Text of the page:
United States of America, Plaintiff-appellee, v. Glenn Lasuita, Defendant-appellant, 752 F.2d 249 (6th Cir. 1985)Annotate this Case
James D. O'Connell, argued, Highland Park, Mich., for defendant-appellant.
Leonard R. Gilman, U.S. Atty., Brian Legghio, Asst. U.S. Atty., argued, Detroit, Mich., for plaintiff-appellee.
Before MERRITT, Circuit Judge, PHILLIPS, Senior Circuit Judge, and BERTELSMAN, District Judge.*
MERRITT, Circuit Judge.
The principal question presented on this appeal is whether the District Court properly answered a question of the jury on the law of entrapment. We conclude that the jury was misinformed and reverse for a new trial.
Lasuita paid $50,000 in cash for 1,000 pounds of marijuana to DEA agents posing as marijuana suppliers. Gerald Halecki, a confidential informant, testified that he met with Lasuita early in January, 1982 and told him that he, Halecki, and his partner, Dodson (a DEA undercover agent), had repossessed a truck in connection with their repossession business and discovered approximately 1,000 pounds of marijuana, which he was willing to sell. Lasuita inquired about the price and arrangements of sale. Halecki testified that Lasuita called Johnny May to determine if "he would bank roll the deal for him."1 He testified that after this initial meeting Lasuita called the informant on a number of occasions and requested to meet the informant's partner to expedite the purchase of the marijuana. He stated that he and Lasuita drove to a nearby restaurant, where Halecki introduced Lasuita to Agent Dodson. During this meeting Lasuita discussed with Agent Dodson the terms and arrangements for purchasing the 1,000 pounds of marijuana. Halecki stated that Lasuita displayed knowledge of the marijuana trade. The meeting was recorded by means of a body recorder worn by Agent Dodson. Lasuita warned that he, Lasuita, would have weapons to ensure all went according to plan. Lasuita inspected the marijuana, which was loaded in a DEA undercover van, returned to the restaurant, then left the table to place a call to "his man." Upon returning, Lasuita stated that the deal was off because "his man has smelled a rat." Halecki testified that he drove Lasuita home from the meeting and Lasuita said he believed Agent Dodson "was a cop." In a recorded telephone conversation introduced at trial, Lasuita asked for Agent Dodson's driver's license number and Social Security number. In response, Agent Dodson requested similar information about Lasuita and "his man." Both parties refused to give the requested information. Afterwards Agent Dodson instructed informer Halecki to provide Dodson's undercover license number to Lasuita to overcome suspicions of Agent Dodson's identity.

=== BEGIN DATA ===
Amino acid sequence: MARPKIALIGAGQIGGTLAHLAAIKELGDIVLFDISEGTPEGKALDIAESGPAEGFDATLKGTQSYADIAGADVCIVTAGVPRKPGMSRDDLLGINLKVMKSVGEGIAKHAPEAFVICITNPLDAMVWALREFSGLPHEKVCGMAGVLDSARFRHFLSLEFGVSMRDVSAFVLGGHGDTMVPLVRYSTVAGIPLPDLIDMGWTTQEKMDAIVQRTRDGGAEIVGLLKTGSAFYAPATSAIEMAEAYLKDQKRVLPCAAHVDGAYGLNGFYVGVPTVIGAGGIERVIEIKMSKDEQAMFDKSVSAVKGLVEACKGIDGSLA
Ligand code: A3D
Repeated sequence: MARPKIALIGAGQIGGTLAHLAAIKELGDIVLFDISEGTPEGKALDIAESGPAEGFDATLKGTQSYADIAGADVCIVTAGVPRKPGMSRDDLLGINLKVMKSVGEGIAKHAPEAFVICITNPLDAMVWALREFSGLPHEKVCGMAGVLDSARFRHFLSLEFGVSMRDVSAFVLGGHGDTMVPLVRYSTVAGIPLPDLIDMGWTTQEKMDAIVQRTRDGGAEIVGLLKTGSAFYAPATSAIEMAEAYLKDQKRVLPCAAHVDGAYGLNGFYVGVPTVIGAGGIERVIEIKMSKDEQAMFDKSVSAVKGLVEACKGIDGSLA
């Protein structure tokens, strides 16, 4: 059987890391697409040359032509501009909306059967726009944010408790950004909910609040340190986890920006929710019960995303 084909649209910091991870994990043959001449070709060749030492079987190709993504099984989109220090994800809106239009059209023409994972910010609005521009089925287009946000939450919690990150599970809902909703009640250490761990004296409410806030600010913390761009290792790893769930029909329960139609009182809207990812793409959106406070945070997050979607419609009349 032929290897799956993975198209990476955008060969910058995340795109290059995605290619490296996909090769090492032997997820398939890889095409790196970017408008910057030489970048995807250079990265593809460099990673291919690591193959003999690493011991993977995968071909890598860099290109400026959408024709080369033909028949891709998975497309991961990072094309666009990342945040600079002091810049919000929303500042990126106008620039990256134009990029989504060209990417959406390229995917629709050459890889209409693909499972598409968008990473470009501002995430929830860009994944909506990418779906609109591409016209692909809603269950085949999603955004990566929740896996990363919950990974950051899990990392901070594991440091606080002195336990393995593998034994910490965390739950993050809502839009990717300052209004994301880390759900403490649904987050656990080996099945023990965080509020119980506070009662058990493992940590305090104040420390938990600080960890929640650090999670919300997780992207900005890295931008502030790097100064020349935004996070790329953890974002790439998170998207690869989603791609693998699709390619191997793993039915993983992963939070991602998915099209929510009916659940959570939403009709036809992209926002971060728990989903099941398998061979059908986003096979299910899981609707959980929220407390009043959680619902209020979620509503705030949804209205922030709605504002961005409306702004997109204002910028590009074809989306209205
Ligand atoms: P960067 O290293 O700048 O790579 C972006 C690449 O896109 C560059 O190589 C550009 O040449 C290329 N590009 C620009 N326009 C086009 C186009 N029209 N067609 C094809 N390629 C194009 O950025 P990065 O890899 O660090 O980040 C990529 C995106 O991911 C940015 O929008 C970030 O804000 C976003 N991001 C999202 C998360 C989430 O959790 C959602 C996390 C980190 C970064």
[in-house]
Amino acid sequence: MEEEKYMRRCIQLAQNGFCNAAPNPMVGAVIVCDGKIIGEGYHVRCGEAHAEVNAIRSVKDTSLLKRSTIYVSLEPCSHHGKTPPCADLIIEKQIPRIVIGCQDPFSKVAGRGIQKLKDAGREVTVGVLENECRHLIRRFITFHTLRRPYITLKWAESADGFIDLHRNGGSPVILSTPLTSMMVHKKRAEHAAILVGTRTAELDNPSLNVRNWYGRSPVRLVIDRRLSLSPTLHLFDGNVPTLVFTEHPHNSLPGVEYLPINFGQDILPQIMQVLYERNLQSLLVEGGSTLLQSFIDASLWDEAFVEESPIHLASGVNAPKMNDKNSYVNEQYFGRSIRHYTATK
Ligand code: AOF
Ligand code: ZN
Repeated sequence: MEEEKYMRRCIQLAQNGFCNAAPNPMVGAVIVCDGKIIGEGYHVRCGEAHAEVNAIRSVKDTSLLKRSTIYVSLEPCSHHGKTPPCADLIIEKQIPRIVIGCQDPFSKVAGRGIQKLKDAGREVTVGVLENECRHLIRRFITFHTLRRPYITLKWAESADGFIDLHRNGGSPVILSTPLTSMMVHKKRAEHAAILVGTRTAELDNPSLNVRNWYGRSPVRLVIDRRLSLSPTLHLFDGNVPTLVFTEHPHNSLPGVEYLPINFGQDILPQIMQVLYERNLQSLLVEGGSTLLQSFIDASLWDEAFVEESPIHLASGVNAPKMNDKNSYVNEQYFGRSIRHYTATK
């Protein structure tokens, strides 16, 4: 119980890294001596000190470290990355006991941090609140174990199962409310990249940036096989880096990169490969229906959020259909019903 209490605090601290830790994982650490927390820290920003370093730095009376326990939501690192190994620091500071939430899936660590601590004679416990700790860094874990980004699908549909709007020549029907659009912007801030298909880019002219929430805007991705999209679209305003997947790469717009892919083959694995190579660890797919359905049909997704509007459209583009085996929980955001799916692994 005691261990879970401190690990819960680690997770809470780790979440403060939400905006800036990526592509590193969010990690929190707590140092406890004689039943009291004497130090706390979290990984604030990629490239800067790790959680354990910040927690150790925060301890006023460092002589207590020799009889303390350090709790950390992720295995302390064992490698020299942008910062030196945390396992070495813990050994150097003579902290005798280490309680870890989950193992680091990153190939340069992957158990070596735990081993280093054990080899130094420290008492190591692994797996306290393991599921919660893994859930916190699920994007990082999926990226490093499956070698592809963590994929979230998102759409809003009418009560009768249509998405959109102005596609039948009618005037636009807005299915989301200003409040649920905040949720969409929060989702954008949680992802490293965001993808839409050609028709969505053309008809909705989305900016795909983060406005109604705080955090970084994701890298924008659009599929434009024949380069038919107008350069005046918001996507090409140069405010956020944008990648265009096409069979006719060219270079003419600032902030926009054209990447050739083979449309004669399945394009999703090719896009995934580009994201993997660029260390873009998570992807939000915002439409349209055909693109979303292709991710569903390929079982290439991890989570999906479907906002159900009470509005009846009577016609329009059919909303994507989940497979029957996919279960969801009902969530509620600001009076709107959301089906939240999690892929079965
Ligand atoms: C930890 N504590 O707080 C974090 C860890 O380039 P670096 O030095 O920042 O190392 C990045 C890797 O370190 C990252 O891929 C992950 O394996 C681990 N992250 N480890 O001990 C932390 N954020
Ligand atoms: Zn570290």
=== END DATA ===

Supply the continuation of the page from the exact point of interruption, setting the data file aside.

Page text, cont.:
Testimony was introduced by the prosecution that as a result of recorded telephone conversations between Lasuita, Johnny May and Agent Dodson, Lasuita and May agreed to purchase the marijuana on January 28, 1982. Later that day Agent Dodson and informant Halecki drove to Lasuita's house in the DEA undercover van, accompanied by several surveillance agents. Lasuita entered the van with a briefcase containing $50,000 in currency and paid that amount to the agents. Lasuita testified that "his man" wanted the marijuana delivered in one hundred pound bales. Agent Dodson recorded the conversation that took place in the van. Lasuita then was arrested. Johnny May was placed under arrest later the same day.
In their testimony, Lasuita and his wife presented a different version of events. They stated that they resisted the informant's offers and entreaties for several weeks, that the informant made numerous calls offering to sell the marijuana to Lasuita and kept on lowering the price until Lasuita finally agreed to make the purchase.
At the conclusion of the trial, the district judge instructed the jury on the defense of entrapment as follows:
In this case, members of the jury, the Defendant asserts that he was the victim of entrapment as to the offense charged in the Indictment. Where a person has no previous intent or purpose to violate the law, but is induced or persuaded by law enforcement officers or their agents to commit a crime, he is a victim of entrapment, and the law as a matter of policy forbids his conviction in such a case.
On the other hand, where a person already has the readiness and willingness to break the law, the mere fact that government agents provide what appears to be a favorable opportunity is not entrapment. For example, when the government suspects that a person is engaged in illicit sale of narcotics, it is not entrapment for a government agent to pretend to be someone else and to offer, either directly or through an informer or other decoy, to purchase narcotics from the suspected person.
If, then, the jury should find beyond a reasonable doubt from the evidence in the case that, before anything at all occurred respecting the alleged offense involved in this case, the Defendant was ready and willing to commit crimes such as are charged in the Indictment, whenever opportunity was afforded, and that government officers or their agents did no more than offer the opportunity, then the jury should find that the Defendant is not a victim of the entrapment.